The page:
Welcome back and Happy New Year! We hope you had a relaxing break and that you're refreshed and ready for an outstanding spring semester.
As you return, please make sure that you do your operating system and software updates if you are responsible for your own systems -- no need to end a nice relaxing break cleaning up your machine after a break-in or compromise. (It is also a good time to make sure you've updated all your personal machines and mobile devices.)
We'd also like to take the opportunity to remind you to have strong passwords or
Computer researchers have recently revealed that the main chip inside most modern computers and other electronic devices --- the CPU --- has a hardware design flaw, or bug. This flaw creates two serious security issues dubbed “Meltdown” and “Spectre”.
The design flaw in CPUs has been there since 1995 and affects most CPUs, regardless of manufacturer. While the scope of the problem is not yet well understood, it is believed to affect nearly every modern computer and device with a CPU.
At this time, we know it affects the hardware that runs Microsoft
The Holidays are upon us! The university will be closed next week, with only skeleton crews working when and where needed.
Of course IT needs to keep running, so some of our OIT staff will be either working or on call. We appreciate the hard work and dedication of all OIT employees, including those working over the breaks.
Unless you've been told otherwise by your system administrators or TSCs, please remember to turn off your computers and printers over the break. Not only will this save money and electricity, but it helps prevent attacks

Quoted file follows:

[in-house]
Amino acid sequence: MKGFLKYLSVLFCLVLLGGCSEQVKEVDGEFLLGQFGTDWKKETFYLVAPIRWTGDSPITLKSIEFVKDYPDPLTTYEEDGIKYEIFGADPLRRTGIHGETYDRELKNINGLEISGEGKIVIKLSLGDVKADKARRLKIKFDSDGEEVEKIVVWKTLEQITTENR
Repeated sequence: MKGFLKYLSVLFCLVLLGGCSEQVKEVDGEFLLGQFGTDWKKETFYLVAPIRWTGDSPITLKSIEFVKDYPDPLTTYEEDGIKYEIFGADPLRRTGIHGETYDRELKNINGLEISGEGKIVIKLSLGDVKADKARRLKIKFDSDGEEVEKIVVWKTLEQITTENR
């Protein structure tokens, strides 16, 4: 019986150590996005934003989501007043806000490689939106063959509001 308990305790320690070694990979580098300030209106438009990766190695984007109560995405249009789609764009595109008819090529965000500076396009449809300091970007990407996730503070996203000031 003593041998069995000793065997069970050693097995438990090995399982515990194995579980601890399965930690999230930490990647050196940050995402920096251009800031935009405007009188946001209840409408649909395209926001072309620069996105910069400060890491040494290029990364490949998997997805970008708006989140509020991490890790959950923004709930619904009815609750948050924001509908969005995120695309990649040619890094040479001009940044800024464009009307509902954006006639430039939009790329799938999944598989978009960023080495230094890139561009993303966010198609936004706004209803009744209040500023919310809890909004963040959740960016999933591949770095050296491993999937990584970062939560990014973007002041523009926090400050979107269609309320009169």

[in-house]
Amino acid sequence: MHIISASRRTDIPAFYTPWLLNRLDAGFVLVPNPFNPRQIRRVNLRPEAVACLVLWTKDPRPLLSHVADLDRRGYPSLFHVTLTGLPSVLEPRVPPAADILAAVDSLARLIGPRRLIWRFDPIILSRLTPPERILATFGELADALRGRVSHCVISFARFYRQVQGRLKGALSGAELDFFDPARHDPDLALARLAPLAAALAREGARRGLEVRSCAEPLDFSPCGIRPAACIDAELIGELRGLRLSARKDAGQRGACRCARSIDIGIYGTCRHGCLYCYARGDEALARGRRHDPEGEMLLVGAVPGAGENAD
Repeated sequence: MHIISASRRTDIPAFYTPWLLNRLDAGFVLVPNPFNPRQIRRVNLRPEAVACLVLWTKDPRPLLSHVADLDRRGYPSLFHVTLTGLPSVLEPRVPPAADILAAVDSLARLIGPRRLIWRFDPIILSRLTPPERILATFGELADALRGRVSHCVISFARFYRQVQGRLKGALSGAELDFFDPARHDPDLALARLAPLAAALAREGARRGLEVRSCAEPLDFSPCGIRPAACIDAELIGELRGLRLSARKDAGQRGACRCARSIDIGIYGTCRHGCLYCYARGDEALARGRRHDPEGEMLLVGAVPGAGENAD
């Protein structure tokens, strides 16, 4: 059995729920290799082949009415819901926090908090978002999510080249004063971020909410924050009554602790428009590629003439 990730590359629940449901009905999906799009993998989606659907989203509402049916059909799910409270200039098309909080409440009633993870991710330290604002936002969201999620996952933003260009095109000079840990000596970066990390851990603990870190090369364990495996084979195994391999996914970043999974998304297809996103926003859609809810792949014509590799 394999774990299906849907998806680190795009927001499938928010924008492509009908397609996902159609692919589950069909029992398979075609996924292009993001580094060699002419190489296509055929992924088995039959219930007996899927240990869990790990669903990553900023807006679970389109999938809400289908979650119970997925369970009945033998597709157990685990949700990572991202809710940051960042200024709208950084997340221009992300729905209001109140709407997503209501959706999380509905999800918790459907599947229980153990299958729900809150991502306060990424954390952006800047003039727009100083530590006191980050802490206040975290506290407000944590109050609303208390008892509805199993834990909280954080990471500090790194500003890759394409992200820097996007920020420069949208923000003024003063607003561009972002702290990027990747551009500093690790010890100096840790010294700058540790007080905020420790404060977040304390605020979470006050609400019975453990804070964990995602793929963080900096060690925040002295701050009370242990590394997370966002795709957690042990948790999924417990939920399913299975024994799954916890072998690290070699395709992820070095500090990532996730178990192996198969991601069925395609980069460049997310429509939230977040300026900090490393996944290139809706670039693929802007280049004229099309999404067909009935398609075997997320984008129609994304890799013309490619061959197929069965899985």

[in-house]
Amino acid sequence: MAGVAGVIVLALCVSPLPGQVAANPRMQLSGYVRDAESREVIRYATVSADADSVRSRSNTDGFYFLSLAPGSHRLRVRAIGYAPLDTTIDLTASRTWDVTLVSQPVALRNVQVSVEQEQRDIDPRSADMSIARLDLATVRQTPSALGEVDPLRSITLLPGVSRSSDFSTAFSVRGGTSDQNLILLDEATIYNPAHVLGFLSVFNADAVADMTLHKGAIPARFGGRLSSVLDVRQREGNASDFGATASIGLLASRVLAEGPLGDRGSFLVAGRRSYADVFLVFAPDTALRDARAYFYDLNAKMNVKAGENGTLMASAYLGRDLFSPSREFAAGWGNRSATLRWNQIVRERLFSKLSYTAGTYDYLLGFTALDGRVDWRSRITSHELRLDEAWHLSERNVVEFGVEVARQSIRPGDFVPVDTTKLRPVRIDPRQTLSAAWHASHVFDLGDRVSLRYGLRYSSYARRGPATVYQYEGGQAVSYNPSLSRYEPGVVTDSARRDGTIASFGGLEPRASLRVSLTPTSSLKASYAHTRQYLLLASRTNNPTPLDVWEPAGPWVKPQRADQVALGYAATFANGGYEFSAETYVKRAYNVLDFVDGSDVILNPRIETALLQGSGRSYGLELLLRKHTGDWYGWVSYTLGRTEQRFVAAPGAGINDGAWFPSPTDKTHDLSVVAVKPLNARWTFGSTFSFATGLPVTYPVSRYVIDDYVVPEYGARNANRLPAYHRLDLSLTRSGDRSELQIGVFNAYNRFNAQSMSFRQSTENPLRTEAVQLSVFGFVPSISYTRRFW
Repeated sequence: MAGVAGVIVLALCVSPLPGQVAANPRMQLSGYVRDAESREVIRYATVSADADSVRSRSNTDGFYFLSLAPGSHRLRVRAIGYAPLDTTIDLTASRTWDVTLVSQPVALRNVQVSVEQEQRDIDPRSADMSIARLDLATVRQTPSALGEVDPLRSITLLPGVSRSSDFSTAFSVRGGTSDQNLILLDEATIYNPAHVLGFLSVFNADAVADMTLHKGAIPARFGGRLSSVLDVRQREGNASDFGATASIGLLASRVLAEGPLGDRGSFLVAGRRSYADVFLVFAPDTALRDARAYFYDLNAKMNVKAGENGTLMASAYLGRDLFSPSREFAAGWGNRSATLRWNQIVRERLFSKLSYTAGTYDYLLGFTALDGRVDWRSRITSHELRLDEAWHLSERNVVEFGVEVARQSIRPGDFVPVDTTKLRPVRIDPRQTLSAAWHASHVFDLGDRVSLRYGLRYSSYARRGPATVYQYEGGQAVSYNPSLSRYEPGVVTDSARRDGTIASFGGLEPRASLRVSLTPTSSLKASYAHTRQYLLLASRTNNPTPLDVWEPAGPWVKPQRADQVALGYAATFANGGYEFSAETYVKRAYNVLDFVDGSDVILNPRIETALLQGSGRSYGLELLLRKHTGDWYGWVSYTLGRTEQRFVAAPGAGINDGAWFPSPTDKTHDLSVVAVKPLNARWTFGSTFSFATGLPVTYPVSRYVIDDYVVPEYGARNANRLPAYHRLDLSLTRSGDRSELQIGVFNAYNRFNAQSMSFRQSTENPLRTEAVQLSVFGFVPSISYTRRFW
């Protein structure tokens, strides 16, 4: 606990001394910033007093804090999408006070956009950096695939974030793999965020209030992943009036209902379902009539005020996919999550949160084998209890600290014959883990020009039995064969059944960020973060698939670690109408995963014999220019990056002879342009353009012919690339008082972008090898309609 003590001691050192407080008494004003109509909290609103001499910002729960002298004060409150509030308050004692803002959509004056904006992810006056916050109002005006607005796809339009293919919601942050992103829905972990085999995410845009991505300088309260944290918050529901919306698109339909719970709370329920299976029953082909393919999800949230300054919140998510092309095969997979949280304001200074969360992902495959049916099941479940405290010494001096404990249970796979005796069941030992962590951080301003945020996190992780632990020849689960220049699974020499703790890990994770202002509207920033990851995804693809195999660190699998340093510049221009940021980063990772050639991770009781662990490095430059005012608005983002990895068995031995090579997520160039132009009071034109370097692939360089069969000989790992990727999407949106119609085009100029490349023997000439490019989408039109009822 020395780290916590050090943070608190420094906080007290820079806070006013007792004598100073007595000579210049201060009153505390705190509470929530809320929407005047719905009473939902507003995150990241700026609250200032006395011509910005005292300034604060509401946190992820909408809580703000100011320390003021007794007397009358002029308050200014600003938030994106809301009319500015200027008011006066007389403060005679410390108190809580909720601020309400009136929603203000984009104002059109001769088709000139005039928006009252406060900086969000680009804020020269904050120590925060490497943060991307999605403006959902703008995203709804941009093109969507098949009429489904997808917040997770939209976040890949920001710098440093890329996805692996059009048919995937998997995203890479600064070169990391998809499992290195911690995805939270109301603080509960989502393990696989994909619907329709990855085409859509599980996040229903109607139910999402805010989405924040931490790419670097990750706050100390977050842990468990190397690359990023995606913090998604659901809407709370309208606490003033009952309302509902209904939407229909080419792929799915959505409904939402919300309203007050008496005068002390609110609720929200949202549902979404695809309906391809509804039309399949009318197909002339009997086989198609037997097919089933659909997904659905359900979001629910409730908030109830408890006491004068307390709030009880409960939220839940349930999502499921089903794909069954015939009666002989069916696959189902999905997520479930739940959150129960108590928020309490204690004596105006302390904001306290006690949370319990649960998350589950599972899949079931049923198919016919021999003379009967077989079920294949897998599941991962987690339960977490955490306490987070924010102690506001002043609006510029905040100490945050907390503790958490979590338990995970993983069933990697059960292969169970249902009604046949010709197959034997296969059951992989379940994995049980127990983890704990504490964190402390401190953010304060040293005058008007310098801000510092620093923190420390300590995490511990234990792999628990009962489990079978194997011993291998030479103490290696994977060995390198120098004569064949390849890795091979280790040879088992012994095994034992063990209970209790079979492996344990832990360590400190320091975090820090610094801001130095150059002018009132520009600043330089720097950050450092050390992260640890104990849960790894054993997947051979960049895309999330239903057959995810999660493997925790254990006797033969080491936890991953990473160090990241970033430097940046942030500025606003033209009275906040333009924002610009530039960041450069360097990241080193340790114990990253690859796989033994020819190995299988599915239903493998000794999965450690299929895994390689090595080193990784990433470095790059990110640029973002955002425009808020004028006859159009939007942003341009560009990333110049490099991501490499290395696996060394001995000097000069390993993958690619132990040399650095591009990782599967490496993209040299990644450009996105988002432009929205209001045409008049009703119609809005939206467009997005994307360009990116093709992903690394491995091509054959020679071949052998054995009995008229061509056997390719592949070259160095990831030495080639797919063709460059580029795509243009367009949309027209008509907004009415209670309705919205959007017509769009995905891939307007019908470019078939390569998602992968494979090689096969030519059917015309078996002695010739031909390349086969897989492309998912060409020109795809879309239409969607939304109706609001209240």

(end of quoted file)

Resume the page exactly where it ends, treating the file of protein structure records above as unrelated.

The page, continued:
If you own a Mac, you have probably heard by now that Apple introduced a serious bug into High Sierra by which anybody could log into a Mac using 'root' as the username and no password, and get full access to the system.
If your Mac is under CNS-OIT management, then a workaround has been applied: a root password has been set on your machine. Additionally, owners of managed machines will receive an email reminding them to apply as soon as possible the security patch that fixes the root vulnerability.
As always, if you have questions or need help, please don'
If you own a Mac, you have probably heard by now that Apple introduced a serious bug into High Sierra by which anybody could log into a Mac using 'root' as the username and no password, and get full access to the system. You may have also heard that Apple released a patch to fix this vulnerability. But have you heard that the bug 'silently' reappears on systems that are subsequently upgraded from 10.13.0 to 10.13.1?
As of Friday, 17 November 2017, UT Austin's Two-Factor Authentication service (2FA) Duo has stopped reporting possible security issues to its push clients when they authenticate.
What does that mean? The Duo App, from 20 July 2017 until last week reported, based only on release date of the software on the device, that the system was insecure and in need of updates. This confused many users, or just plain infuriated them in that their phones were reporting to be insecure.
Security tools like 2FA via Duo are essential in this age of
On 1 November 2017, the Information Security Office announced that it would "soon begin a controlled phishing assessment in an effort to continue to improve security awareness around this particular attack vector. All faculty and staff are potential recipients."
According to the announcement, "you may receive fake phishing emails designed to look like ones that bad guys are sending. However, instead of harming you, these emails will provide the ISO with data and teach you how to identify these scams and protect yourself. The ISO will send at least three rounds of emails